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CELTIC-L  July 1991

CELTIC-L July 1991

Subject:

Truth, Truth, where is Truth?

From:

Stephen McCluskey <SCMCC@WVNVM>

Reply-To:

CELTIC-L - The Celtic Culture discussion list.

Date:

Wed, 10 Jul 91 09:16:53 EDT

Content-Type:

text/plain

Parts/Attachments:

Parts/Attachments

text/plain (87 lines)

Melcir, et al.
 
< I guess what troubles me most about the current line of academic thinking on
< Welsh lineages, Druidic claims, etc. is their inherent academic distrust.
< I find this rather at odds with all I have come to understand of the desire
< for 'truth' among early peoples of the Celtic nations.  Surely this desire
< was so paramount, so ingrained, that no druid or genealogist would dare fake
< anything in those days.  Wasn't there a heavy proscription against any
< dishonesty - one that would invoke a high toll for any practicing bard or
< druid?  And wasn't the long and arduous training designed to weed out those
< who did not have the prerequisite moral calibre to withstand the urge to
< embellish truth or create wishful thinking genealogies?
 
     Yes, you've put your finger on the historian's basic attitude: mistrust
the sources, mistrust other historians, don't even trust your own ideas.  It's
this mistrust that lets historians get nearer the truth, by challenging the
merely plausible to try to approach what actually happened.  It's not that
we're so much afraid of deliberate lying or fakery -- that is a rarer
phenomenon than one expects -- it's rather the unconscious self-deception that
we have to be afraid of.  Your honest druid or bard could easily fall victim to
this self-deception.  Bards were not historians; they were story tellers.  They
wanted to make the story of their patron's or clan's lineage complete based on
the fragmentary evidence they had; thus they would naturally try to establish
their place in the broader world they had heard about; it's not lying, it's
embellishing the details of a story.
 
< Therefore, I find it somewhat tart that academia resist so strongly the
< insistance of a Scythian ancestry (Phoenician dialect) for the Irish, a link
< to the Middle Eastern biblical families, and the argument that the 'lost
< tribes' of Israel are indeed to be found among the Celts..
 
     On the Scythians I'd trust modern linguists more than a 19th. century
antiquary, thanks Neil.
     On the connection with St. Anne that someone mentioned a while back,
there's an interesting background:  The name Anne is similar to that of two
Celtic goddesses, Anu, mother of the gods and Anna/A'ine/Eithne, mother of Lugh
and an earth deity whose name (according to Baring-Gould & Fisher, _Lives of
the British Saints_) means grain or kernel.  Interestingly, Anne's cult doesn't
make its way into the Christian liturgy until very late (Fourteenth century),
while other Celtic saints crop up as early as the seventh.  That late
appearance makes the historicity of any contact of Anne with Wales or Ireland
doubly suspect.
 
< ...  Why this denial of oral recounting as valid history?  What
< makes writing so superior, when we all know that many written histories were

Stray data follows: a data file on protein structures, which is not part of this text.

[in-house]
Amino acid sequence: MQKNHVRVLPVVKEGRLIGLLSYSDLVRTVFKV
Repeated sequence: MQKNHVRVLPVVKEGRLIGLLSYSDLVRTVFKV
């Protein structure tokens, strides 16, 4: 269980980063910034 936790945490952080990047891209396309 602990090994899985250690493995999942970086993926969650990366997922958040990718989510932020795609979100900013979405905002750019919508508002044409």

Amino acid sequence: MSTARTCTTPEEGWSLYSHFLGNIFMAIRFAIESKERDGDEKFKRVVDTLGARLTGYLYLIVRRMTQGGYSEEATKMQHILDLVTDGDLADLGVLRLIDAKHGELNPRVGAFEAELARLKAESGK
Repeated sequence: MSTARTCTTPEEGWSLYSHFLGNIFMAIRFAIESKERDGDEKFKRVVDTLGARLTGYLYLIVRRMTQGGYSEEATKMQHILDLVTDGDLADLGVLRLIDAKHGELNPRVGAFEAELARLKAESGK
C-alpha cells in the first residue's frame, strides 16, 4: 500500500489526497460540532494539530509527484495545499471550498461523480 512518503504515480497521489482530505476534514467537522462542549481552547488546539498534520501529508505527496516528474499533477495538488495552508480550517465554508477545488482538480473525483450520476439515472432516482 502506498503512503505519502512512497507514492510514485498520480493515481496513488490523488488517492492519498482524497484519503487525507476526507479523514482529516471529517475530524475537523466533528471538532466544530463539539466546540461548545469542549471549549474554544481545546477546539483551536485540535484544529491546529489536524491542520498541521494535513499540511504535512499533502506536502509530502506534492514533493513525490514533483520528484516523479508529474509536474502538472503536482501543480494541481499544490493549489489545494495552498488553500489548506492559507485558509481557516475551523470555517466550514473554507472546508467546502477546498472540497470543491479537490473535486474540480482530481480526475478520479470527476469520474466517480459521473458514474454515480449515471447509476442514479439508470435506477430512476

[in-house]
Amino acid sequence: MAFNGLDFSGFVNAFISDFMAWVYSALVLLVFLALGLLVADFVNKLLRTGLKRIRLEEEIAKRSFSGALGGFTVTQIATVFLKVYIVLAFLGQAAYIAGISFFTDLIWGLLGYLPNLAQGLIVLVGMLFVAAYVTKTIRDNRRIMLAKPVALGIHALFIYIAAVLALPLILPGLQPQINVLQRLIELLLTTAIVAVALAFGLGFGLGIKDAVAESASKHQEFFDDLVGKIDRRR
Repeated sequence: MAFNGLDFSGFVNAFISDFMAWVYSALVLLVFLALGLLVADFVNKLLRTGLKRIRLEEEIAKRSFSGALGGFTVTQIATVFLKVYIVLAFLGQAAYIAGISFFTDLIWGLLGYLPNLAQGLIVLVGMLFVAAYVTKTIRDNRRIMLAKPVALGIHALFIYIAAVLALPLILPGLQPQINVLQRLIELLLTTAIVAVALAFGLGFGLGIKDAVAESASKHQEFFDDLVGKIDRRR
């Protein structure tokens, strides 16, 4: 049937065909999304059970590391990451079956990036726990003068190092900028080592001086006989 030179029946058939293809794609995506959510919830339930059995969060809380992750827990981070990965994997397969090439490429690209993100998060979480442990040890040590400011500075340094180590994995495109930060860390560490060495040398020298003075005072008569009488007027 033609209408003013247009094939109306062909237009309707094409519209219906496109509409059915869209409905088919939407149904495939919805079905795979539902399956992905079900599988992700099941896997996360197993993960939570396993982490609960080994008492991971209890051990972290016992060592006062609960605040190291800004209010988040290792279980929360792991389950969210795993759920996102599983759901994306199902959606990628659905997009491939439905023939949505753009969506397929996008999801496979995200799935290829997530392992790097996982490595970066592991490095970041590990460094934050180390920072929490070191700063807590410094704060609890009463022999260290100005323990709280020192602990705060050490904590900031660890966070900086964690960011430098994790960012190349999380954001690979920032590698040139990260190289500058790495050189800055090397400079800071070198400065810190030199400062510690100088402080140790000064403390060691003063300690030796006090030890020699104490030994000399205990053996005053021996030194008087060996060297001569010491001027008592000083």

< deliberately biassed (Caesar's History of Gaul, etc.).
 
     True, written sources can often be biased, but so can oral ones; bards
singing the praise of a dynasty are no less subject to that temptation.
Historians have to question the reliability of both kinds of sources.  But in
oral traditions, the temptation to rewrite history recurs at each retelling.
Elements can be cut out, inserted, or "corrected" without a trace.  The
appearance of stories associated with Celtic gods and heroes in the lives of
Celtic saints is perfect evidence of the malleability of oral traditions.  At
least written texts have enough clues that we can be reasonably certain when
and where the text was written, and identify changes so we can try to recover
the original story (whether or not it was true).
     Secondly, even if a written source lies or recolors the big picture, it
inadvertantly tells the truth on the little details -- on the atmosphere.  On
such little details oral recountings are more likely to be wrong, for narrators
assume that the past was much like the present and to the extent that they are
free to re-create their stories, they tend to make them more familiar to their
listeners.
 
< ...   Can we not learn to trust those who earned no huge
< salary for their pains, but mainly worked out of a burning deisre to record
< what was left of their national heritage, their ethnic origins, etc. for
< us to read and savor?
 
     These folks make an important illustration of the problem of
"objectivity".  To the extent that they are inspired by a burning desire,
they are even more liable to self-deception.  To the extent that this historian
doesn't just "trust" anyone's conclusions -- including my own -- them I'm
especially suspicious of those who have an axe to grind, who are trying to
recover the "Greatness of the Celts".
     Given that likelihood, it's certainly better to start with the careful,
critical, and professionally "cynical" moderns.  We then have to challenge
them and their predecessors against what others have drawn from reading
the same sources, and ultimately read and question those sources ourselves.
As Jim Marchand says, "ad fontes".
                            |
Stephen McCluskey           |  The idea is like grass,
Department of History       |  It craves light, likes crowds,
West Virginia University    |  thrives on crossbreeding,
SCMCC@WVNVM                 |  grows better for being stepped on.
[log in to unmask]       |                 Ursula K. LeGuin

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